“In 20 years, we’ve never come across a client with a ‘bad metabolism’ and that can’t lose weight. Ultimately, calories do matter. Balancing the calories that your body actually needs with what you consistently consume over a week is the starting point.”

Calories can be difficult to count in your own home-baked creations, but shop-bought alternatives can be awash with other perils. Companies have cottoned on to the popularity of ‘clean’ eating and suddenly the word 'natural' is emblazoned on everything. Beware: technically salt and sugar are natural, as are plenty of other nasties that will be tougher to digest and harder on your body than the stuff they're replacing.

Gluten-free breads contain extra fat, stabilisers and gums to try to mimic the springy, gluten-y texture of normal bread. Healthy snack bars can have as much sugar as a Snickers - and sometimes twice the fat. One popular green juice on supermarket shelves clocks in at a whopping 53.5 grams of sugar (the WHO daily recommendation is an average of 25g). Even Coca Cola has jumped on the bandwagon with Coke Life - which has a green label, gym-honed Rosie Huntington-Whiteley as its spokesmodel and natural stevia flavouring (oh, and 22g of sugar per can).

But what of the glowing goddesses touting their food-porn on Instagram? Enter the #eatclean hashtag and you’ll be greeted with an array of bronzed six-packs, chia porridges, vats of green juice and stacks of pancakes. Surely the paleo posse are doing something right?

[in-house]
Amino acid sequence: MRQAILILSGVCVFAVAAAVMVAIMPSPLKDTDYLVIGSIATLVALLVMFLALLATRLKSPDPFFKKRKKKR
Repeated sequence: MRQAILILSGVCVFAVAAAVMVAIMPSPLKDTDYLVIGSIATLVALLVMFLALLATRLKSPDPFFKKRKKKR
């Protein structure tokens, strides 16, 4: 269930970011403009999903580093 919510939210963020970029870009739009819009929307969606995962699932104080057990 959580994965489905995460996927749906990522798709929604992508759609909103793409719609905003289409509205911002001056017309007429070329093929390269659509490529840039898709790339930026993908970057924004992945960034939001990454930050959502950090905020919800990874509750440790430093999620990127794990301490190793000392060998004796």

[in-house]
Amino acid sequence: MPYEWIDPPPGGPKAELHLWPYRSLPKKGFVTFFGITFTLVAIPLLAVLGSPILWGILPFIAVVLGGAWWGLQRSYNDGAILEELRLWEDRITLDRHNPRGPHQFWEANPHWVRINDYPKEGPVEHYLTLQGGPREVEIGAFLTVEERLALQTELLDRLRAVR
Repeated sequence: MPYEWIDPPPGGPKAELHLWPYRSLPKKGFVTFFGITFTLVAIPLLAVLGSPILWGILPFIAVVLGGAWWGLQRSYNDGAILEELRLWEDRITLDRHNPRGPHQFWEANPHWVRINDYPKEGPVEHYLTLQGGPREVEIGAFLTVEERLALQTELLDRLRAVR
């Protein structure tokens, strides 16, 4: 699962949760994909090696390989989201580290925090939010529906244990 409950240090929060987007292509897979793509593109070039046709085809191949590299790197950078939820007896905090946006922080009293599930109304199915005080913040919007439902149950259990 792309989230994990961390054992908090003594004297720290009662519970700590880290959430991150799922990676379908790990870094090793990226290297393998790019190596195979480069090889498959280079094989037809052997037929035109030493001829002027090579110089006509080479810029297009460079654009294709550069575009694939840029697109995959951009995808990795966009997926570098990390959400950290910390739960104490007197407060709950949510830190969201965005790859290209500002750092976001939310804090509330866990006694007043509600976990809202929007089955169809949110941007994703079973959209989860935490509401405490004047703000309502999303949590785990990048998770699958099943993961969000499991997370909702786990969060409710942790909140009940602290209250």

“Instagram is awash with skinny girls posting coconut porridge with caramelised prunes and pistachio nuts," says Parker. "Delicious – yes, organic – yes, whole food – yes, but calories-wise it’s a match for my mother’s sticky toffee pudding and not best consumed for breakfast daily if your goal is to look like the girl in the picture. What you can’t see is that perhaps she doesn't eat it, or she works as a personal trainer for eight hours a day.”

Real advocates of the paleo trend are normally cross-fitters - disciples of the high-intensity exercise cult trend that burns serious calories. They eat clean but train dirty, and if your idea of a good training session involves walking home from the pub, then you can’t really afford the raw cacao brownies. Or at least not twice a day. While the sweet treats are more Instagram-friendly than, say, a salad, the real health advocates will still only be scoffing them as an occasional treat.

So should we just chuck our chia seeds and reach for the takeaway menu? Well, no, not quite. Make smart, informed choices of what you put into your body - and how much. Coconut oil is anti-fungal, anti-microbial and a great source of energy, but it’s still a fat, so don’t think you can eat it by the bucketload. A green juice is a great way to get your five a day - but make sure there are more green, leafy vegetables than sugar-rich fruits going into it.